If you have been hurt or injured in an accident or have been diagnosed with an industrial illness or disease, you can discuss your case FREE OF CHARGE with a personal injury specialist at Bonnar & Company on 0800 163 978. We will advise you of your rights and give you impartial expert legal advice.

BP now under attack for a ‘culture of complacency’ in oil spill hearing

In stark contrast to the views expressed on Monday by Fred Bartlit, the panel’s chief investigator, new attacks were launched yesterday against BP and the other leading companies implicated in the April oil rig explosion in the Gulf of Mexico.

Bill Reilly, a co-chairman of the presidential commission investigating the accident said:

“They all suffered from a ‘culture of complacency’ about safety. There was not a culture of safety on that rig. BP, Halliburton and Transocean are in need of top-to-bottom reform.”

The remarks from the panel’s chief investigator, Fred Bartlit, on Monday suggesting that greed had not been a factor in the tragedy and that BP, contrary to the assertions of some Democratic members of Congress, had not cut corners to save money, sparked wonderment and anger in some quarters yesterday.

Most controversial were Mr Bartlit’s comments repudiating the allegations of cost-cutting. “To date, we have not seen a single instance where a human being made a conscious decision to favour dollars over safety,” he told the hearing.

“Absolutely absurd,” declared Daniel Becnel, a lawyer suing BP and others over the spill, upon hearing of Mr Bartlit’s assessment. “The reason is it so absurd is because BP is known to paste over safety, especially if it involved money and downtime. They couldn’t afford any more downtime on that rig.”

The presidential commission will present its final report to the White House in January. It is seeking subpoena powers to oblige some key figures to testify, but some Republicans are objecting. The main focus of its probe is the apparently faulty cementing process that was the responsibility primarily of Halliburton and the failure of engineers properly to heed warning signs from a key pressure test that was conducted just prior to the explosion.

The more critical comments from Mr Reilly, a former head of the Environmental Protection Agency, yesterday were echoed by another co-chairman of the panel, Bob Graham, an ex-US Senator from Florida. “There were a series of almost incredible failures in the days and hours leading up to the disaster,” he told the hearing.

From the comments now emerging from the presidential commission, it seems that the panel is divided on the key issue of cost v safety.

Mr Bartlit’s views have been seriously undermined by the contrasting opinons of Mr. Reilly and Mr. Graham, his co-chairmen, which at least auger well for a full and detailed review of each company’s approach to safety management procedures and the actions of all three in the days leading up to the disaster.

£20,000 asbestos fine imposed on John Lewis ‘low hazard’ workplace

High street retailer John Lewis PLC was yesterday handed a fine of £20,000 for failing to do proper checks for deadly asbestos while carrying out refurbishment work at a city department store.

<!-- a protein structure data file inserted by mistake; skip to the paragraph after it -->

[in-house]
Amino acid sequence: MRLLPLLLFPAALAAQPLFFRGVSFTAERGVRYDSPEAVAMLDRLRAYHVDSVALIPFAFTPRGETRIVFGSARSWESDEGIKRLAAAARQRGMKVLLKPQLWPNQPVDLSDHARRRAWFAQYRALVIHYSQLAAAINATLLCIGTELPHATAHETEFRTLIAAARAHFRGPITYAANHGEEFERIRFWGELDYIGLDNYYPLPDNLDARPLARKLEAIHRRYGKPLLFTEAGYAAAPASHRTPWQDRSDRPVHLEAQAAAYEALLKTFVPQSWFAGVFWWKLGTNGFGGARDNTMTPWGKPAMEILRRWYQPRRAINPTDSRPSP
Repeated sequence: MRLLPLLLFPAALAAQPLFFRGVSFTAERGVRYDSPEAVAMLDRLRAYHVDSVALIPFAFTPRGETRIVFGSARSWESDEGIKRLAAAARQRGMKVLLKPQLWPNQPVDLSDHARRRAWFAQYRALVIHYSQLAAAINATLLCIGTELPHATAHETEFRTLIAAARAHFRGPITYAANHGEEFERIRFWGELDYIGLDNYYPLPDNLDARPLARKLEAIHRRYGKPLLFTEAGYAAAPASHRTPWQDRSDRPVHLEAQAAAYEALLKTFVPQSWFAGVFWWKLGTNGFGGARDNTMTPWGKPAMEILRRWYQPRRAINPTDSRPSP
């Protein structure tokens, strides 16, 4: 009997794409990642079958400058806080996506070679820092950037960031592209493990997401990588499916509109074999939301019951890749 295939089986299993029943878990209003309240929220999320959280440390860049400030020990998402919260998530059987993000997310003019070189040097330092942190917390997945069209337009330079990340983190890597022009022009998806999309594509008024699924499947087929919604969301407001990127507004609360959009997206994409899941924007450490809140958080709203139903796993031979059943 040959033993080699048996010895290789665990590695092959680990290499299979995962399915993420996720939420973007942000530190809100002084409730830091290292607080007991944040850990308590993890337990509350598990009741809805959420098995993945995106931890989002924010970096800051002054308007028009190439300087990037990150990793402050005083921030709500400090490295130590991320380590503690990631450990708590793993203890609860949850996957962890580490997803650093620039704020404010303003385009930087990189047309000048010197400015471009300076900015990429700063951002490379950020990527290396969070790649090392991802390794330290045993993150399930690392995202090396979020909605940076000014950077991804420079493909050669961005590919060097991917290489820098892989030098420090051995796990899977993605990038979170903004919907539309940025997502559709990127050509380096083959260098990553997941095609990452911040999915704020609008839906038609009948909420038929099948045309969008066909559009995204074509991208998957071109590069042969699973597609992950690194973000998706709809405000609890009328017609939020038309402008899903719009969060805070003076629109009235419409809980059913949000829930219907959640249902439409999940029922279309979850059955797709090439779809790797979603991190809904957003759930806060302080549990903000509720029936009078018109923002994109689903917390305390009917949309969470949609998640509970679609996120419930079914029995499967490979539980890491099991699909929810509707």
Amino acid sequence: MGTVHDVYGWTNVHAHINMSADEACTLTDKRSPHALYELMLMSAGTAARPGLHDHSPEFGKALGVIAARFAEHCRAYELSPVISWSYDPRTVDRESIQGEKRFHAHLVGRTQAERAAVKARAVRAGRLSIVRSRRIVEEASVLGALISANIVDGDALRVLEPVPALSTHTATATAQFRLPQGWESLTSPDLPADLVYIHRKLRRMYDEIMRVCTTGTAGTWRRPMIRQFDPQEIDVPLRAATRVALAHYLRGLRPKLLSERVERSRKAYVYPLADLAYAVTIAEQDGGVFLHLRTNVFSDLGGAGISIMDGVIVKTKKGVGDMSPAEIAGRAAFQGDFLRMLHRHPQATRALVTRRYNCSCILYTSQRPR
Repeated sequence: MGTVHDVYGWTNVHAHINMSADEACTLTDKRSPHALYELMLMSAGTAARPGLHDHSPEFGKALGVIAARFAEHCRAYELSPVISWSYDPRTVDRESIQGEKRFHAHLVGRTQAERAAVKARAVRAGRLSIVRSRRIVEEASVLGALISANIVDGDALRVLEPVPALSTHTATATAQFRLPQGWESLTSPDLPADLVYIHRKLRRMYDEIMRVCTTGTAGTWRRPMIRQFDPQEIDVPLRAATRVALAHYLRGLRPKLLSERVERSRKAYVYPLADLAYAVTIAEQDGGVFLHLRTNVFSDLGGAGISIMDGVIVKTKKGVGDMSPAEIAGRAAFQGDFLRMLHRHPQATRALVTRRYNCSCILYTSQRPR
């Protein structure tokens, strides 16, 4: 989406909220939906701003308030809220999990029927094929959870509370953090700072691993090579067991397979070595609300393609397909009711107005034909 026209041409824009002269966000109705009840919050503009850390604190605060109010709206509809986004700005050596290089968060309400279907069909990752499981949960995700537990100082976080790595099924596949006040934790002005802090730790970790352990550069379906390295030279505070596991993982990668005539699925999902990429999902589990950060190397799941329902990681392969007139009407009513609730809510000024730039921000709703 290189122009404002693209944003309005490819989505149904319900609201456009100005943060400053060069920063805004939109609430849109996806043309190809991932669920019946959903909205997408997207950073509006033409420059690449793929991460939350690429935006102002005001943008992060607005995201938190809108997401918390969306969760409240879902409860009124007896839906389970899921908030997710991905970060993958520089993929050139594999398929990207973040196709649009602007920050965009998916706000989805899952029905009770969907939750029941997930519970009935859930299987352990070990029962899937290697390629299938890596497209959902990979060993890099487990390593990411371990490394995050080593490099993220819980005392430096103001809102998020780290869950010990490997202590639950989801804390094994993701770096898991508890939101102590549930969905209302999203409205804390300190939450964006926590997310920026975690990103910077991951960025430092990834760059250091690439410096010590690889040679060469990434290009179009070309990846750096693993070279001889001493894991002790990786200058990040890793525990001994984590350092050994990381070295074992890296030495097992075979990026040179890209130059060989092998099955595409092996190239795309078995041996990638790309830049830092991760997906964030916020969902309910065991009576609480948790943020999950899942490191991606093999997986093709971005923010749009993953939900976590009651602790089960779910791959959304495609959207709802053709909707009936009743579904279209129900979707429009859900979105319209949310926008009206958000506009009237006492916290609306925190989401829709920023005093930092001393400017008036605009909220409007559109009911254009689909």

In a case which gives the lie to Lord Young’s recent assertion that offices present a low hazard risk to health and safety, Edinburgh Sheriff Court heard renovation work was being carried out over four days at the management suite of the retailer’s store at the city’s St James Centre in July 2008 when asbestos was discovered at a board between two radiators.

Workers covered it in a bag and reported it to management before a check was carried out. The board was sent for analysis but work was allowed to continue when the site should have been shut down. It was only when the results came back positive that the project was halted. The court heard around 15 workers could potentially have been exposed to the harmful substance.

Sheriff Elizabeth Jarvie QC today also fined contractors Morris and Spottiswood Ltd £20,000 and added that she had reduced both fines from £30,000 to reflect the guilty pleas. However, she went on to say: “This was a serious and disturbing case but in any event no-one sustained any harm. As soon as discovery was made effective and immediate action was taken by the companies.”

Fair enough?

Well sorry no, not really and here’s why. Far from ‘no-one sustaining any harm’, the reality is that asbestos is an invidious, invasive and life-threatening substance which, if even a single fibre is inhaled, can cause cancer in the victim, a fact borne out by the 4,000 plus deaths from asbestos-related cancer each year in the UK.

Are we missing the point here? Lord Young has chosen to completely ignore the fact that ANY WORKPLACE HAS THE POTENTIALTO BE HAZARDOUS OR INJURIOUS TO HEALTH.

It is quite astonishing that a government funded report can blandly state that: ‘low hazard workplaces are those where the risk of injury or death is minimal. These include shops, offices and classrooms…’

Perhaps the HSE should have made Lord Young aware of its own research on asbestos-related deaths before rushing to endorse his various ill-judged pronouncements on the relative dangers of ‘low hazard’ workplaces.

John Lewis PLC and Morris and Spottiswood each admitted three charges under the Control of Asbestos Regulations 2006, Construction (Design and Management) Regulations 2007 and Management of Health and Safety at Work Regulations 1999.

If you have been exposed to asbestos or any substance injurious to your health and wish to discuss your case, please contact us on FREEPHONE 0800 163 978.